$comments_by_type = &separate_comments(get_comments('status=approve&post_id=' . $id));
    return count($comments_by_type['comment']);
    } else {
    return $count;
    }
    }
    ?>

    So there you go.  Anyone have any other tips for cleaning up your comment form?

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  • How To: Hack WordPress Theme Template Pages

    The key to being able to display exactly what you want in WordPress is understanding WordPress theme template pages. These are the theme files that display pages, not the ones that perform functions like comments, sidebar, etc. Most of us don’t use the WordPress default theme that comes with installation, and end up downloading a free theme from the Internet. This is a great way to customize your blog, but not all theme authors code their theme the same way. The capabilities of that theme largely depend on how much time the web designer took to code it, in addition to their knowledge of WordPress itself.

    I’m going to explain everything you need to know to be able to customize all your theme pages any way you want, and this will give you enough information to begin coding your own theme as well. Even if you’re an ‘expert’ theme coder, you should learn something new from this article.

    How WordPress Works

    The most important thing you could learn about WordPress is the Template Hierarchy, or – “the order in which WordPress calls pages”. The ONLY file that is required in the PHP files of any WordPress theme is the “index.php”. That’s it! That one file could handle every single function WordPress performs (if you wanted it to). Or, you could have a WordPress theme that had a PHP theme for for every single WP function (or anything in between).

    The Order of Things

    Every time a WordPress page is called the WP ‘engine’, if you will, determines (through process of elimination) what kind of page it is. It’s kind of like a “where am I?” function. WordPress says “what page am I…” and in turn tries to call pages in a specific order. If WP doesn’t find the PHP file it needs it just defaults to the “index.php” file and uses it instead. There are 9 basic kinds of pages WordPress looks for first:

    Am I the Home Page?
    If WP thinks it’s on the home page it will look for “home.php” first, and “index.php” second.

    Am I Post Page?
    (Single) post pages look for “single.php” first, and then default to “index.php”.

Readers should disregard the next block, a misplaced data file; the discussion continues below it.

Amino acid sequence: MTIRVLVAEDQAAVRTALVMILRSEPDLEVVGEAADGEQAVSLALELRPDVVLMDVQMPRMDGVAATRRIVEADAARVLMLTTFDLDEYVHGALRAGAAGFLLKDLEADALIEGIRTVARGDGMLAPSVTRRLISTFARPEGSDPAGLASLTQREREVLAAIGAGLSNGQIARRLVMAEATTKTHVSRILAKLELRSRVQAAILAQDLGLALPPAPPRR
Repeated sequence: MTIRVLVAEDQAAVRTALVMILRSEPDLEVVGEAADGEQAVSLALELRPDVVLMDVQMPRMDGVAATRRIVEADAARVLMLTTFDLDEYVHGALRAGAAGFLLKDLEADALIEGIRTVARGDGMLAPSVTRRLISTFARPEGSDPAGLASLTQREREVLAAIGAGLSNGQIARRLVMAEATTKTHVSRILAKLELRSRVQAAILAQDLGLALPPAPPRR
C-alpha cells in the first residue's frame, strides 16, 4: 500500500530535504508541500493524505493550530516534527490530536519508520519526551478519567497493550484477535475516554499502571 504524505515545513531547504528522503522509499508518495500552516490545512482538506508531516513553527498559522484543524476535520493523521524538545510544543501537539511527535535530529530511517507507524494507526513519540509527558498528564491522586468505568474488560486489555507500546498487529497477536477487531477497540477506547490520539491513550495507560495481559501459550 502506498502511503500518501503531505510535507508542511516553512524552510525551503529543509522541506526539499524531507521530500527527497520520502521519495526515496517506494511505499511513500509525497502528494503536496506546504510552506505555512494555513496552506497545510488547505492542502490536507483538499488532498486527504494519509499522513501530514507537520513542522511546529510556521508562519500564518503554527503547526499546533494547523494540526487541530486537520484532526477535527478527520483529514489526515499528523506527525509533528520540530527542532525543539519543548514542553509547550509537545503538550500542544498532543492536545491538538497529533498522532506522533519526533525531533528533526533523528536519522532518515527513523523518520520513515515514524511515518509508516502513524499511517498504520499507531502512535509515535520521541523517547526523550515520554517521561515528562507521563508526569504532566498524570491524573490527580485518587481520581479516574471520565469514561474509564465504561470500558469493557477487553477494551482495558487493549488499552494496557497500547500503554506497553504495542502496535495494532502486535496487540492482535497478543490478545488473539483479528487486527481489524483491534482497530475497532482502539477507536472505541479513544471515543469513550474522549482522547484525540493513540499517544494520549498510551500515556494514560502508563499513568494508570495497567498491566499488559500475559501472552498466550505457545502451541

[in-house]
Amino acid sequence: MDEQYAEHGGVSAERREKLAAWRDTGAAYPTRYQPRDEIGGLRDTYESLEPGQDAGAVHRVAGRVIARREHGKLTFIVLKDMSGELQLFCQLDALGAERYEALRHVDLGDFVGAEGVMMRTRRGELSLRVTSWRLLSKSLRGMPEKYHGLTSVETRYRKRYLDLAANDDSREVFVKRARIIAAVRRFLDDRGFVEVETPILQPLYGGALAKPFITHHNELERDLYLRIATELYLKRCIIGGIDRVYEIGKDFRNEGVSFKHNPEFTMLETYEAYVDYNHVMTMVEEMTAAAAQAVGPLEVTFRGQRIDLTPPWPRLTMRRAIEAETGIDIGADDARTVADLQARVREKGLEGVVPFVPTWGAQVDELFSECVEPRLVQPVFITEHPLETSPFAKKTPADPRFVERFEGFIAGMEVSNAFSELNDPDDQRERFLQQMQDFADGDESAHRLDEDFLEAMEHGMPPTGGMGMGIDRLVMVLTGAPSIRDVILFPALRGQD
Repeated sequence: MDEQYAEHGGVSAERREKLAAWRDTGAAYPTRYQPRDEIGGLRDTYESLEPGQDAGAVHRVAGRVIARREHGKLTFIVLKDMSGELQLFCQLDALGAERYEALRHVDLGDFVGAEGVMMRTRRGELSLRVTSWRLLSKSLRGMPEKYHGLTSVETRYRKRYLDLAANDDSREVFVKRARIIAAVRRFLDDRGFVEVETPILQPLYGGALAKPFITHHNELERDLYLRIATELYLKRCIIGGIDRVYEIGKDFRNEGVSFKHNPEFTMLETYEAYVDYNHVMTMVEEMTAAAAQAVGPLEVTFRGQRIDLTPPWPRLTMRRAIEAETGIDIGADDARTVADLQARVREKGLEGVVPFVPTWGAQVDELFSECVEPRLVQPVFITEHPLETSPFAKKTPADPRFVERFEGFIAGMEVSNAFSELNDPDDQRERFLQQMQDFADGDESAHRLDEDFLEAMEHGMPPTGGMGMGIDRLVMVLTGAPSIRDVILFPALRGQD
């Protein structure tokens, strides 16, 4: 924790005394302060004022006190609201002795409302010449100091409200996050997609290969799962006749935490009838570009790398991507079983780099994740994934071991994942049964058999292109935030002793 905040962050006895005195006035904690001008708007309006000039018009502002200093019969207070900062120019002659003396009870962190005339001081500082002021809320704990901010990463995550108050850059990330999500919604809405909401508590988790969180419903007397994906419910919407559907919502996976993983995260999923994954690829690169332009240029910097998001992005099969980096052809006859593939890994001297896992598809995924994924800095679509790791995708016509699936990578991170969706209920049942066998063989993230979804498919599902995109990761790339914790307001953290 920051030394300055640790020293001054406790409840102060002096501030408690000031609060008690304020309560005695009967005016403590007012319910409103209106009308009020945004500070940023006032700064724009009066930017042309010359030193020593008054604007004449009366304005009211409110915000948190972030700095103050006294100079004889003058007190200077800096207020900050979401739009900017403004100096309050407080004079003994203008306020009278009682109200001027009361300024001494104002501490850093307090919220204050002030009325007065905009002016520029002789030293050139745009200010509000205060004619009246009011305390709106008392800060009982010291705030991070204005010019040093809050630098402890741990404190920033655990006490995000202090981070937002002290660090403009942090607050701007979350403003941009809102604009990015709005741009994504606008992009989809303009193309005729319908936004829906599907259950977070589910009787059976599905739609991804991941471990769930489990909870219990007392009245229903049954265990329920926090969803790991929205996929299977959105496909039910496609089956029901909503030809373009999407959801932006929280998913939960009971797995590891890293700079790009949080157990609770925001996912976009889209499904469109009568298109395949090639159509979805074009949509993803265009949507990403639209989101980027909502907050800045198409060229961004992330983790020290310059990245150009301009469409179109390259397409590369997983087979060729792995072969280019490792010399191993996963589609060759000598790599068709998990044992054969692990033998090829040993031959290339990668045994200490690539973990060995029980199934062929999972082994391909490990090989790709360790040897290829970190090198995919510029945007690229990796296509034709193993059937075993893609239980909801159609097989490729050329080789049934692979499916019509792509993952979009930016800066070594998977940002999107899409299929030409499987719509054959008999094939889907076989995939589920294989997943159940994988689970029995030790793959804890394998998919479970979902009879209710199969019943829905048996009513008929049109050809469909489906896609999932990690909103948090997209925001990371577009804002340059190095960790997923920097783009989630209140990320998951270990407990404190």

Am I a ‘Paged’ Page?
    (Static) or ‘paged’ pages in WordPress look for a “pagetemplate.php” first (if assigned when published), “page.php” second, and default to “index.php” last.

    Am I a Category Page?
    When WordPress determines it’s on a category page first it looks like a category specific ID page, such as “category-7.php”. If it doesn’t find that it next looks for a “category.php” (which would be used on every category page). If that’s not there is searches for “archive.php”, and last it defaults to “index.php”.

    Am I a Tag Page?
    If WordPress is on a tag page it tries to load “tag-slug.php” first, with ‘slug’ being the name of your tag. If your tag is ‘wordpress hacks’ the tag slug page would be “tag-wordpress-hacks.php”. It that’s not available, WP next looks for “tag.php” which would load for all tag pages, then “archive.php”, and if that’s not there last it defaults to “index.php”.

    Am I an Author Page?
    If your blog has multiple authors, first it looks for “author.php” to display the details. If that’s not there, it tries to load “archive.php”, and last it defaults to “index.php”.

    Am I an Archive Page?
    Archive pages are loaded when WordPress loads a date based page for previous posts. First it tries to load “date.php”, then “archive.php”, and last it defaults to “index.php”.

    Am I a Search or 404 Page?
    If WP determines it’s on a search (results) or 404 (not found) page the it tries to load either search.php or 404.php. If not, the default is once again “index.php”.

    Am I an Attachment?
    Out of all the WordPress theme template pages, the attachment page is probably the one used least, and I have to admit – I’ve not seen a single one of these in any of the hundreds of themes I’ve downloaded. WordPress uses these special pages usually for uploaded content, which would explain why it first looks for “image.php”, “audio.php”, “video.php”, or “application.php”. Then it tries to find “attachment.php” or “single.php”, and if none of those are available it also defaults to “index.php”.

    Inner Workings of WP Theme Templates